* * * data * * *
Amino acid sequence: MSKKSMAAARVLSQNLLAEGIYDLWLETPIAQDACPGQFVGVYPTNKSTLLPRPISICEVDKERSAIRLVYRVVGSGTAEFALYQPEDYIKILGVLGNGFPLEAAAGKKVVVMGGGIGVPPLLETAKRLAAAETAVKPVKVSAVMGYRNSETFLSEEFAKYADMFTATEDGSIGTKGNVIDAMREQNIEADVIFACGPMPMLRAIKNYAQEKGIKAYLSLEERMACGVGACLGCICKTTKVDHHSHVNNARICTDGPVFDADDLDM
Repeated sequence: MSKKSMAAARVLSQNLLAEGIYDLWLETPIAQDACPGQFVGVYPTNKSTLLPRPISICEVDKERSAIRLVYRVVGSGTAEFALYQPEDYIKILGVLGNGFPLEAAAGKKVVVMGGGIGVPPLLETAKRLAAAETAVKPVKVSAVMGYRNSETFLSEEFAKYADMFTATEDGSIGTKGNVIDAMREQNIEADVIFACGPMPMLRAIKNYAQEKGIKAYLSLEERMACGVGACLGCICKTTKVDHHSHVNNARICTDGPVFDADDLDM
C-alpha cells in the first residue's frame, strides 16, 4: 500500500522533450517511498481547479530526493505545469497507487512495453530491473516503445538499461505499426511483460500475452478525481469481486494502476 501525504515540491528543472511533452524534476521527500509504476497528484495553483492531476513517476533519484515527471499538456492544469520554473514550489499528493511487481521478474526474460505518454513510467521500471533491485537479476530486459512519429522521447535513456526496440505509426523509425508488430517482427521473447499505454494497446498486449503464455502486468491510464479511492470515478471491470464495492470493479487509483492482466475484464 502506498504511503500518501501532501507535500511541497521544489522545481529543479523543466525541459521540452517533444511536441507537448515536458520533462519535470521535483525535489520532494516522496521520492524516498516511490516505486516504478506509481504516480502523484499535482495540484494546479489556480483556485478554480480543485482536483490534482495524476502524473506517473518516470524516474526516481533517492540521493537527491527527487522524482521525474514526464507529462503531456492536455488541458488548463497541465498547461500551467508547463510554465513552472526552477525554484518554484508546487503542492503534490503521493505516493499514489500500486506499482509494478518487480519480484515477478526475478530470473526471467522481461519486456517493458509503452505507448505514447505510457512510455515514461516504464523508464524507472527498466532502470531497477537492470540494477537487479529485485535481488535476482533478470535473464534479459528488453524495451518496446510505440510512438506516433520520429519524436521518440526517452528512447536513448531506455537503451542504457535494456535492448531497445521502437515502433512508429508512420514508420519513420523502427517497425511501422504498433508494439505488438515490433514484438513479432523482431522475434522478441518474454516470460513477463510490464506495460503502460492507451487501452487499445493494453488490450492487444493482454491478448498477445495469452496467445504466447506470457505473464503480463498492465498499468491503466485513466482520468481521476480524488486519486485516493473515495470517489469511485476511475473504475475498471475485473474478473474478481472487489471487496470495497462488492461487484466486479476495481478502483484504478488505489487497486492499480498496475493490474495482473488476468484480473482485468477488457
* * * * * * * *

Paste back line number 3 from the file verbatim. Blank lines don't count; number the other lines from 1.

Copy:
C-alpha cells in the first residue's frame, strides 16, 4: 500500500522533450517511498481547479530526493505545469497507487512495453530491473516503445538499461505499426511483460500475452478525481469481486494502476 501525504515540491528543472511533452524534476521527500509504476497528484495553483492531476513517476533519484515527471499538456492544469520554473514550489499528493511487481521478474526474460505518454513510467521500471533491485537479476530486459512519429522521447535513456526496440505509426523509425508488430517482427521473447499505454494497446498486449503464455502486468491510464479511492470515478471491470464495492470493479487509483492482466475484464 502506498504511503500518501501532501507535500511541497521544489522545481529543479523543466525541459521540452517533444511536441507537448515536458520533462519535470521535483525535489520532494516522496521520492524516498516511490516505486516504478506509481504516480502523484499535482495540484494546479489556480483556485478554480480543485482536483490534482495524476502524473506517473518516470524516474526516481533517492540521493537527491527527487522524482521525474514526464507529462503531456492536455488541458488548463497541465498547461500551467508547463510554465513552472526552477525554484518554484508546487503542492503534490503521493505516493499514489500500486506499482509494478518487480519480484515477478526475478530470473526471467522481461519486456517493458509503452505507448505514447505510457512510455515514461516504464523508464524507472527498466532502470531497477537492470540494477537487479529485485535481488535476482533478470535473464534479459528488453524495451518496446510505440510512438506516433520520429519524436521518440526517452528512447536513448531506455537503451542504457535494456535492448531497445521502437515502433512508429508512420514508420519513420523502427517497425511501422504498433508494439505488438515490433514484438513479432523482431522475434522478441518474454516470460513477463510490464506495460503502460492507451487501452487499445493494453488490450492487444493482454491478448498477445495469452496467445504466447506470457505473464503480463498492465498499468491503466485513466482520468481521476480524488486519486485516493473515495470517489469511485476511475473504475475498471475485473474478473474478481472487489471487496470495497462488492461487484466486479476495481478502483484504478488505489487497486492499480498496475493490474495482473488476468484480473482485468477488457